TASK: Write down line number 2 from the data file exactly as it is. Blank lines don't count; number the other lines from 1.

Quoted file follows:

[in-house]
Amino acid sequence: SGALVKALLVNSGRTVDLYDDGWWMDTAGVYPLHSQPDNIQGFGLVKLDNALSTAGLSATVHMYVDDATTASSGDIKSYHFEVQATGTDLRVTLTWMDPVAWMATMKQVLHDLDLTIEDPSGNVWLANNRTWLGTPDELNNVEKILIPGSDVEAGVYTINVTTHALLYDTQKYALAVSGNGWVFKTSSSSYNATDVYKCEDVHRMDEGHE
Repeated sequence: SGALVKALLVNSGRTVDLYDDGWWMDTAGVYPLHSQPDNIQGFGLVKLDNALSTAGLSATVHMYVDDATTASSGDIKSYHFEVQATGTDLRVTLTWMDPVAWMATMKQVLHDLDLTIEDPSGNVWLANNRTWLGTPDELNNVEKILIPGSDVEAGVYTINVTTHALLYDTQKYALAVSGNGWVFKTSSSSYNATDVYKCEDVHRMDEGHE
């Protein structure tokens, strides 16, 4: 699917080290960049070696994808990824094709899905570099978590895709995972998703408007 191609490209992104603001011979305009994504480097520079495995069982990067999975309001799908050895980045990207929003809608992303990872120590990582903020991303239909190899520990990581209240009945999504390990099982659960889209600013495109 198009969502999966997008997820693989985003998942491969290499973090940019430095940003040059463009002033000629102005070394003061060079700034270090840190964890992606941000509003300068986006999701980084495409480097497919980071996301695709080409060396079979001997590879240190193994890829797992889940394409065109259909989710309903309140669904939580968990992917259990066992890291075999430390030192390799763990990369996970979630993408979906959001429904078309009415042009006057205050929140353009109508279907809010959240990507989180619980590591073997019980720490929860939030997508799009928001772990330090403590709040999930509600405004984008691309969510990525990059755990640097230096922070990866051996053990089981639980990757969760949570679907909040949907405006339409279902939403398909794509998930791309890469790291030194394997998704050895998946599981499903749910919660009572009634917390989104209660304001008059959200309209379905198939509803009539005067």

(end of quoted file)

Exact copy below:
Amino acid sequence: SGALVKALLVNSGRTVDLYDDGWWMDTAGVYPLHSQPDNIQGFGLVKLDNALSTAGLSATVHMYVDDATTASSGDIKSYHFEVQATGTDLRVTLTWMDPVAWMATMKQVLHDLDLTIEDPSGNVWLANNRTWLGTPDELNNVEKILIPGSDVEAGVYTINVTTHALLYDTQKYALAVSGNGWVFKTSSSSYNATDVYKCEDVHRMDEGHE